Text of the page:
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Restore the Roadless Rule! Citizens demand protection for our last wild forests

America’s roadless national forests belong to all Americans, and their request to reinstate the most popular rule in U.S. history should be honored.

Thanks to you and thousands of others, almost 55,000 Earthjustice supporters stepped up and signed our "Restore the Roadless Rule" petition, making this the most online signatures we have ever gathered. Thank you to everyone who took part—we could not have done it without you.

On March 2, 2006, the conservation community presented this petition to President Bush and the Department of Agriculture, with over 265,000 total signatures. In an unprecedented move, over 100 current and former Olympians signed the petition.

This petition asks the USDA to fulfill its duty as caretaker of these public lands, in trust for the American people, who have repeatedly made clear their desire that the USDA honor the Roadless Rule and protect these irreplaceable wild forests. We urge the Forest Service to its noble mission of "caring for the land and serving people." Once these natural treasures are gone, they are gone forever. Consistent with the provisions of the Administrative Procedure Act (APA), the below petition formally requests reinstatement of the Roadless Rule. The APA requires a prompt response from the USDA.

The petition declares that:

  • America's last roadless national forests belong to all Americans.
  • All of our remaining roadless areas should be protected, completely and permanently, through the reinstatement of the Roadless Area Conservation Rule of 2001.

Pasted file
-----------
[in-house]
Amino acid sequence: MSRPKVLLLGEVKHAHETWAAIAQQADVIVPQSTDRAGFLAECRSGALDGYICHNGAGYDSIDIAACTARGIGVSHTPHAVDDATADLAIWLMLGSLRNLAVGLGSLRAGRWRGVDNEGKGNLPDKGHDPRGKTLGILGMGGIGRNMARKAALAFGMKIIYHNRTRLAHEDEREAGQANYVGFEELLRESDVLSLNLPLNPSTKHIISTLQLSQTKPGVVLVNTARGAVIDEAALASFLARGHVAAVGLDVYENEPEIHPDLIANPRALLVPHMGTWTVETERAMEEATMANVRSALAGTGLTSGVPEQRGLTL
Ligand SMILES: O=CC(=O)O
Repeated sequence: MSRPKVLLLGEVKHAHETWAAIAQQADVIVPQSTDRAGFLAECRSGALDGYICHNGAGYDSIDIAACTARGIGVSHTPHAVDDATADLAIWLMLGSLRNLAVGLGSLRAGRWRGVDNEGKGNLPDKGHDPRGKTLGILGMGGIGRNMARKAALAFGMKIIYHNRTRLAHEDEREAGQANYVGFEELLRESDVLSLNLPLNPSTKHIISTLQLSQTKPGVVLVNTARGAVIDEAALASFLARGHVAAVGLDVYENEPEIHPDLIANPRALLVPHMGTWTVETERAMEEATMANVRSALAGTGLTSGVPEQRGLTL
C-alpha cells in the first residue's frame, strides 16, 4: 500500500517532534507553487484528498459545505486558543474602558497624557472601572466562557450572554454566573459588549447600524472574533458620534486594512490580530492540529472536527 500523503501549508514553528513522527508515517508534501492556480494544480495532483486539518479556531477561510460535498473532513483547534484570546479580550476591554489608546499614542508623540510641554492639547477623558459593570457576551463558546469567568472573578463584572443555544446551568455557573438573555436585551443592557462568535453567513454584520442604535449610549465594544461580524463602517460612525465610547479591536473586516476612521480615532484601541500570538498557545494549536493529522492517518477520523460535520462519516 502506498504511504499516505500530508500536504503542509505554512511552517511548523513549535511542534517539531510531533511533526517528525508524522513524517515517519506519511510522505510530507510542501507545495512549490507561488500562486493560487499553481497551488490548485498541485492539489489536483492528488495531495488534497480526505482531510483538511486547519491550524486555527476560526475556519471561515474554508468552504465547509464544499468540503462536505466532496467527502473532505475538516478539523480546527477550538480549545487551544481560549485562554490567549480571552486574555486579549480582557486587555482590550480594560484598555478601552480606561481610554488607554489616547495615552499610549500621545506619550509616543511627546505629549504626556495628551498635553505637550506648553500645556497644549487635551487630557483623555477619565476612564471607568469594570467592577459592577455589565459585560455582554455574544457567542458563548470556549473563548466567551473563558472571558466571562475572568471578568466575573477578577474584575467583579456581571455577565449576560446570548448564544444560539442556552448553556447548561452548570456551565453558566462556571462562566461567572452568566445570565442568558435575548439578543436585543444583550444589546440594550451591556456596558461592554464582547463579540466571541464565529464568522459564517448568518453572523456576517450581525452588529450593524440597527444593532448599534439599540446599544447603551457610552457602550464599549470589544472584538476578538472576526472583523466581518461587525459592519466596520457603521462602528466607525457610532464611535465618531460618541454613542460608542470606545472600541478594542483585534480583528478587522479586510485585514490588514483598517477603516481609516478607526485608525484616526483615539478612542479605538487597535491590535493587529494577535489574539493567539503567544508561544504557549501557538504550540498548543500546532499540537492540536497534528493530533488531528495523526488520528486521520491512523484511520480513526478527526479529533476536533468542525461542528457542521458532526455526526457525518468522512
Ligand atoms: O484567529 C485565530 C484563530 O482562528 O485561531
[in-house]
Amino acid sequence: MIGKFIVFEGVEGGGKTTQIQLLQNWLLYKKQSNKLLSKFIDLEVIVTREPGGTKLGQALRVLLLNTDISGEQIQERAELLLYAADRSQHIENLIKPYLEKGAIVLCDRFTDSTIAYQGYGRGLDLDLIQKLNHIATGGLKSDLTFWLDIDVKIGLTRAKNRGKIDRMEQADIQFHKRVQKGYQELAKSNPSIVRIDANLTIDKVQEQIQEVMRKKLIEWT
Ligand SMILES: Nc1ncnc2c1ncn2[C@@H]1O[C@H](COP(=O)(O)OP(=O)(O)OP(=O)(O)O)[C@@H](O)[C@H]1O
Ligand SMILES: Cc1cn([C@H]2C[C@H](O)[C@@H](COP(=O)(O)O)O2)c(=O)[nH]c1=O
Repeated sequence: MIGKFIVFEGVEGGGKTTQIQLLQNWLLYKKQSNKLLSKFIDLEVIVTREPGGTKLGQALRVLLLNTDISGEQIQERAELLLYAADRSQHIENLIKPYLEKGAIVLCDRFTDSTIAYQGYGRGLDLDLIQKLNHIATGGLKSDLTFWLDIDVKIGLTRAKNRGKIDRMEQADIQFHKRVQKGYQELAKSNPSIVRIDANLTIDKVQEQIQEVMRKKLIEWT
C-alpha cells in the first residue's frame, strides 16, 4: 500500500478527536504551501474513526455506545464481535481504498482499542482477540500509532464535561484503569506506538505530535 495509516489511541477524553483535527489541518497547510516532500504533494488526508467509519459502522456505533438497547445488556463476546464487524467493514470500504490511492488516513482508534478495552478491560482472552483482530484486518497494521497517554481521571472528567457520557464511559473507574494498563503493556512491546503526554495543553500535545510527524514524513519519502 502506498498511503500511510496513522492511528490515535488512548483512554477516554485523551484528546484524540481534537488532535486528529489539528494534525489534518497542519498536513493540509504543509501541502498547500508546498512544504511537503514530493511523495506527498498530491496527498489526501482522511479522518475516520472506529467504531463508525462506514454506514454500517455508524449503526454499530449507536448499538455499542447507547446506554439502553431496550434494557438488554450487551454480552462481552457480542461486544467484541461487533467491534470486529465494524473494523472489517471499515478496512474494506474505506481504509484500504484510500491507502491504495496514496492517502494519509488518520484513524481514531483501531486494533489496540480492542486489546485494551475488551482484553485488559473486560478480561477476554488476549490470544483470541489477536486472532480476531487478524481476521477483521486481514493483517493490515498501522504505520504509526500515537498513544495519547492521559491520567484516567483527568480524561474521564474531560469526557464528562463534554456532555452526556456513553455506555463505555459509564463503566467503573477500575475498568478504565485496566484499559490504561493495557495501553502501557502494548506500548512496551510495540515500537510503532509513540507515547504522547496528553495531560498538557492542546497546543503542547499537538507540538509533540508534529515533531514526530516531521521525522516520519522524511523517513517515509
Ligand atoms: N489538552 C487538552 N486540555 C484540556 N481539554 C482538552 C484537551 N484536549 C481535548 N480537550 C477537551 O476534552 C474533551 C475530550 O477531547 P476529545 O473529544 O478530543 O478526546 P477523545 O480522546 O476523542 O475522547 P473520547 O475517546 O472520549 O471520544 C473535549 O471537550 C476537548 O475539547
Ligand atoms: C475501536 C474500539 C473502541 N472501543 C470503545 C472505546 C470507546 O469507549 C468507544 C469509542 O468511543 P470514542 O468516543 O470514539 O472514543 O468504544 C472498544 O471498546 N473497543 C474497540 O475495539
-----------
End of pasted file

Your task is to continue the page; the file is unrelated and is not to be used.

Full Petition Text:

Michael Johanns, Secretary
US Department of Agriculture
1400 Independence Ave., SW
Washington, DC 20250

Dear Secretary Johanns:

I strongly oppose the Bush administration's recent decision to revoke the Roadless Area Conservation Rule and replace it with a burdensome and uncertain state petition process. Protecting the 58.5 million acres of National Forest Roadless Areas is a core responsibility of the U.S. Forest Service to all Americans. It should not be contingent on action by state governors.

The Roadless Area Conservation Rule was the product of a massive public involvement process that included more than 600 public meetings and generated more than 1.6 million comments from the American people. More than 95 percent of those comments supported a strong nationwide policy protecting all National Forest Roadless Areas.

More Americans supported the Roadless Area Conservation Rule of 2001 than any other federal rule in U.S. history. And more Americans opposed the Bush administration's rescission of that rule than any other rule revision in history.

The American people have loudly, clearly, and in great numbers expressed their desire that you protect the clean water, undisturbed wildlife habitat, and backcountry recreational opportunities our remaining national forest roadless areas provide. And they have made clear that they do not want more of their taxpayer dollars to go toward roadbuilding in wild areas when there is already almost $10 billion in existing maintenance needed on forest service roads.

The Forest Service's rationale for such a rule is as valid today as it was in 2001. It ended decades of conflict. It helped the agency direct resources to its priority responsibilities. It halted expansion of a decaying, 400,000 mile forest road network that has saddled taxpayers with a $10 billion maintenance backlog. And it assured that the broader significance of nationally scarce roadless areas would not be overlooked through local decision-making.

Therefore, I hereby petition you to withdraw the decision of Under Secretary Mark Rey, published on Friday, May 13, 2005, revoking the 2001 Roadless Area Conservation Rule and instituting a state petition process. I make this request pursuant to the Administrative Procedure Act, which requires each federal agency to "give an interested person the right to petition for the issuance, amendment, or repeal of a rule" (5 USC 553(e)). And please do not allow or reinstate any forest-specific exemptions from the 2001 rule, like the prior one for the Tongass rainforest.

Please promptly consider this petition and notify me of your decision, as required by 7 CFR 1.28.